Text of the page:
The Vagrant has a well-established sense of purpose, moral code and an unerring conviction which singles him out as a sad flickering light in a sea of hopelessness and darkness that has tainted the Southern lands and its people. Hope and a belief in protecting his ward are the major factors that shape his choices, both good as well as bad, and these are what endear the character to the reader.

One of my favourite flights of fancy in the Vagrant was the diversity of the Demon forms after their emergence, corruption and mutation of the human hosts both alive and dead. Newman has written the Demons with colour and flare, conjuring images of the twisted monstrosities and creatures from your worst - and best - dreams. The description of the first Demons we are introduced to is strong, vivid and still remains imbedded in my imagination. A man shaped creature topped with the head twisted into the form of a giant clam. A fly buzzes along a dirty corridor, in a broken palace. The Clam face splits and the fly lands in its open maw, tasting its blood the Clam man has received its hidden message.

The one weakness I did have was the Demons did not come across as frightening or fearsome as they had more of a freakish and deformed feel but maybe that was the point.

*** Spoiler ***

Demons do not have a true form but are required to highjack bodies to survive.

*** Spoiler End ***

This body-jacking was an element of the story that I found very interesting and a step-away from the traditional depictions of demons. In one aspect this idea is straightforward in its use but I also think this may lead to something more.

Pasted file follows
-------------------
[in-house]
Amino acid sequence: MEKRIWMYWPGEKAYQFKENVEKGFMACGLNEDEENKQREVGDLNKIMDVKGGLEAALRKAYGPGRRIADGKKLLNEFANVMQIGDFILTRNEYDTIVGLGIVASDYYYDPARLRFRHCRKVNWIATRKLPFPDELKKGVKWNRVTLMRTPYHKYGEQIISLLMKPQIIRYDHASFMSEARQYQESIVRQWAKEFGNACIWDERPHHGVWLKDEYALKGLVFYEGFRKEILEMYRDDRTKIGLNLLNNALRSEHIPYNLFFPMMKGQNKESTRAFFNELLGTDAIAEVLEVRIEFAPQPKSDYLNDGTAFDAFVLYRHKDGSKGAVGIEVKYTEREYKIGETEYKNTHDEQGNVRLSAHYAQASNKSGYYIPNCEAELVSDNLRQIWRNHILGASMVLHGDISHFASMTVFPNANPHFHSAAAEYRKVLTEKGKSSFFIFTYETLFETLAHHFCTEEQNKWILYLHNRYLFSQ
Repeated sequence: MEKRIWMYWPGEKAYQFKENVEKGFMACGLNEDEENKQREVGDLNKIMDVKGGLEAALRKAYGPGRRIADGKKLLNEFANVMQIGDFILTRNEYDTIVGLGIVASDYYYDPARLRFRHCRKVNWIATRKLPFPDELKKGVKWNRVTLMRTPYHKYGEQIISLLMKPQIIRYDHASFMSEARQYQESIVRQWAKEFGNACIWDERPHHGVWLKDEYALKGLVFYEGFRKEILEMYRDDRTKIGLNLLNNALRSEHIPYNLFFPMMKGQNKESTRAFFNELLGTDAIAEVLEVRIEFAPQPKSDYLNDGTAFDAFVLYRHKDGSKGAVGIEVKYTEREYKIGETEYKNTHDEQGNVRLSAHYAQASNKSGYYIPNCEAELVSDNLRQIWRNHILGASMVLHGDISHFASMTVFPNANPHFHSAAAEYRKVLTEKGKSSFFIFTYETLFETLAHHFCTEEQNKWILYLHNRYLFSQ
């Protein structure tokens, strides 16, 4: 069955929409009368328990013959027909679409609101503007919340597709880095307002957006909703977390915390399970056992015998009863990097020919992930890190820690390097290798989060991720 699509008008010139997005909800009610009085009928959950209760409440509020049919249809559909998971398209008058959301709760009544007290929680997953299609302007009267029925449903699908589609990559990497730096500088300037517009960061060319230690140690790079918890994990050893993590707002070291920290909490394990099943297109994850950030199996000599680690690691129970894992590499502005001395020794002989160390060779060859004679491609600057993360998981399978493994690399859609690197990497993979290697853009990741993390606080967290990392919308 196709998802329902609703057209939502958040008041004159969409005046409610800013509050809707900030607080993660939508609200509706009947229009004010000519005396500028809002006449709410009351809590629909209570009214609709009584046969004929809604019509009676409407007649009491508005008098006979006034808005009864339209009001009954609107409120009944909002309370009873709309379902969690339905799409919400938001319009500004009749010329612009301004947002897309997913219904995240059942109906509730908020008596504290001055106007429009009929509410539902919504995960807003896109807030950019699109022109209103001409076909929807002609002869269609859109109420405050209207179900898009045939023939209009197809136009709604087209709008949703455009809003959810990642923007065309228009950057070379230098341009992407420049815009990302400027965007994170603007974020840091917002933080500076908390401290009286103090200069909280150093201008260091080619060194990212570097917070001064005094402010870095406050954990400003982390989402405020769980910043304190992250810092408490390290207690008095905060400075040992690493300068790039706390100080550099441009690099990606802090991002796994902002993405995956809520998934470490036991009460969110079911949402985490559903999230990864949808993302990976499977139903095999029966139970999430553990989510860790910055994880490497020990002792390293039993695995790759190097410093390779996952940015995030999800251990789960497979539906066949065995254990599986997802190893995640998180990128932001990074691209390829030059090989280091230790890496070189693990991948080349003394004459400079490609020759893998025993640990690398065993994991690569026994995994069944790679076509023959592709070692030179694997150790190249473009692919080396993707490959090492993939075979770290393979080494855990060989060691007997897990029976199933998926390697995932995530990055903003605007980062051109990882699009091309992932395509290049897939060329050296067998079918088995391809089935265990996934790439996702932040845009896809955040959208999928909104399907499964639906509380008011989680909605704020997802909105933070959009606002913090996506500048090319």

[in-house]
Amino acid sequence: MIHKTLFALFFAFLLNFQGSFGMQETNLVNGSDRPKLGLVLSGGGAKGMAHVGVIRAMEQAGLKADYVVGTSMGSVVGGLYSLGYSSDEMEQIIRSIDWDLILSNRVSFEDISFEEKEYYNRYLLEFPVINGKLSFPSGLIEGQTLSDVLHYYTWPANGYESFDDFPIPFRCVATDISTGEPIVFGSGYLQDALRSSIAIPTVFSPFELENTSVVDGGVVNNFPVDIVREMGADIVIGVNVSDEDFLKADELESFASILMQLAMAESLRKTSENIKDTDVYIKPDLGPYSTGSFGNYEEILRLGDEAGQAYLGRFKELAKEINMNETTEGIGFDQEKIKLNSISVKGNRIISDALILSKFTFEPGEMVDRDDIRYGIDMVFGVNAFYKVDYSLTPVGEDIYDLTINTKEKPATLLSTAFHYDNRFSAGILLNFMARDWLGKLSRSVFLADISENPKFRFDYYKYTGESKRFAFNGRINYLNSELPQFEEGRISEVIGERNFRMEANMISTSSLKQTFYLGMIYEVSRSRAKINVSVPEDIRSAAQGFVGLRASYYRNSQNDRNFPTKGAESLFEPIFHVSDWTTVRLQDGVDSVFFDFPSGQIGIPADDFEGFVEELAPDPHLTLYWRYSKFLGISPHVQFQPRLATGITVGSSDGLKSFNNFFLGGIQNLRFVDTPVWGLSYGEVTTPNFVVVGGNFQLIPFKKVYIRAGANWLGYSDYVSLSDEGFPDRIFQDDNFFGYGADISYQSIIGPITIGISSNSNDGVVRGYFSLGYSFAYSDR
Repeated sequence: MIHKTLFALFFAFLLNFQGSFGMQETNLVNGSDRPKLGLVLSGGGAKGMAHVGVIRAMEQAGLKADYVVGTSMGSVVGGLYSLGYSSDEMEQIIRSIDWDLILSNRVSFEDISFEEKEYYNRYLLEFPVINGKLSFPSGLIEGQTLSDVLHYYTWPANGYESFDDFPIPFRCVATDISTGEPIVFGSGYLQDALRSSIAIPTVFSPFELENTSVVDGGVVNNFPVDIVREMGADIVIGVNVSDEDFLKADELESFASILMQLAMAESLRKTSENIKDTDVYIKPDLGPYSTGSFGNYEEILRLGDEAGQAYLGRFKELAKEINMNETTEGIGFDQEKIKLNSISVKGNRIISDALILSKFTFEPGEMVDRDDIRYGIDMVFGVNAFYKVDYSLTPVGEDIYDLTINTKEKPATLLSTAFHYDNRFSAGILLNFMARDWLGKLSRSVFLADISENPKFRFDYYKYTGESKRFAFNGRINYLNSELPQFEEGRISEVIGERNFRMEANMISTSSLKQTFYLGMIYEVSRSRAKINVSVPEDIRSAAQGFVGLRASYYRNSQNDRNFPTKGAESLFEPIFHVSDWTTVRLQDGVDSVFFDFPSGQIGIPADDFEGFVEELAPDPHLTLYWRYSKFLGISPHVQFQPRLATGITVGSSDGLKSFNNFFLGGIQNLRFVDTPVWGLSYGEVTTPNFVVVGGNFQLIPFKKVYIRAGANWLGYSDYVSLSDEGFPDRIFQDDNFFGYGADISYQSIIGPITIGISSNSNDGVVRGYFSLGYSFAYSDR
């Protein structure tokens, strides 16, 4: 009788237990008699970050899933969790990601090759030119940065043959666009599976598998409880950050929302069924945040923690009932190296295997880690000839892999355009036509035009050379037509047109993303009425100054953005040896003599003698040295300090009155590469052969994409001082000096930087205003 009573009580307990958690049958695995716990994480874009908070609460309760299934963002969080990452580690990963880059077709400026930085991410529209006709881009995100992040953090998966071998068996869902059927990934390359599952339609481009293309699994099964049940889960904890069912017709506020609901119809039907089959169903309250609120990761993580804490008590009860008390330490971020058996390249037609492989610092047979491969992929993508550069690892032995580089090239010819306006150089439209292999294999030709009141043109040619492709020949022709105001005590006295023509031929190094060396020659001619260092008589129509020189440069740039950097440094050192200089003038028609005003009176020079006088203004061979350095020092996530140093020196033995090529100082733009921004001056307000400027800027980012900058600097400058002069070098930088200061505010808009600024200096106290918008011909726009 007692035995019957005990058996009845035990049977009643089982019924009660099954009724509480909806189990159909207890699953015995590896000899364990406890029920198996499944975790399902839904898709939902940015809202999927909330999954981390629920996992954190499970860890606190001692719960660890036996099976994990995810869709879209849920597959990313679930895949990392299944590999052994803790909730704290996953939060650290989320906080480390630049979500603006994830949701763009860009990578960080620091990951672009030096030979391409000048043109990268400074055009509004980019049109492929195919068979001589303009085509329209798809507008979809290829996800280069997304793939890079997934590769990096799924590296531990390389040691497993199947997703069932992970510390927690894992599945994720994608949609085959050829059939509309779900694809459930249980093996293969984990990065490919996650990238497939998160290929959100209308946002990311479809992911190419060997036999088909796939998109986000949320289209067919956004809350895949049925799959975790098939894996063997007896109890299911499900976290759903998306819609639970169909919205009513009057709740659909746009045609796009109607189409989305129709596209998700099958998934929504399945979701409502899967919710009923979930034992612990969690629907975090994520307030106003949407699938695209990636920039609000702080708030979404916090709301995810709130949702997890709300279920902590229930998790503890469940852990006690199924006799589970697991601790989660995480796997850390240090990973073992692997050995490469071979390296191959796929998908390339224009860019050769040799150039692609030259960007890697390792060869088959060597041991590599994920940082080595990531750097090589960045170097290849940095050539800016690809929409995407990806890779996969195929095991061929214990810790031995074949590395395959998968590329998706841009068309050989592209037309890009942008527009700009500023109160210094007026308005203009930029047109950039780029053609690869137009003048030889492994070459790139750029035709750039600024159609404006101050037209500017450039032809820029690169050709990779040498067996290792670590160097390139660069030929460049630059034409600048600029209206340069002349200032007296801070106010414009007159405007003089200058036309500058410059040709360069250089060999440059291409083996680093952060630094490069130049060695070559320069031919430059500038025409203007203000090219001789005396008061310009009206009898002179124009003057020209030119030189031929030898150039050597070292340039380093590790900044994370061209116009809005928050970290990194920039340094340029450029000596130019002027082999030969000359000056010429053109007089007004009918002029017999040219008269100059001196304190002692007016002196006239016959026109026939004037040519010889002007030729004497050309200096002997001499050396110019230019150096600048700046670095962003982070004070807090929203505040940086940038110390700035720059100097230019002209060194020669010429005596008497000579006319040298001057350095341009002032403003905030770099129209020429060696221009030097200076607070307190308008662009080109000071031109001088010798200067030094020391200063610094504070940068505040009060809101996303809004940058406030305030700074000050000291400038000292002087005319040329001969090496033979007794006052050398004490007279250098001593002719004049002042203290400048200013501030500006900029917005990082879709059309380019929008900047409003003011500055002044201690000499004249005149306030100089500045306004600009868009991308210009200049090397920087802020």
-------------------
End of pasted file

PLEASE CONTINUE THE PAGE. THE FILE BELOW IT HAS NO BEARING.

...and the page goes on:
I get a feeling that the Demons are running from something because it doesn’t feel like they are running towards anything. They feel more like refugees than invading army but I could be completely off here. The flow on effect of this thought was at times (to me anyway) there was a humanisation of the Demons, their desire for individuality and autonomy was very prevalent and in a somewhat abstract thought - could this then be seen as a universal desire or just something leached from the human host?

There is a truism in the reading of the Vagrant, that people are the same regardless of whether they are Demon tainted or not, that they will survive by any means and resist even when the idea of hope is just that - a dream long forgotten, secreted away within their heart. Why are these concepts true? Because we are human and Newman has captured this attitude and portrayed it well. The struggle to survive and the will of humankind to keep going anyway it can is a strong theme in the story.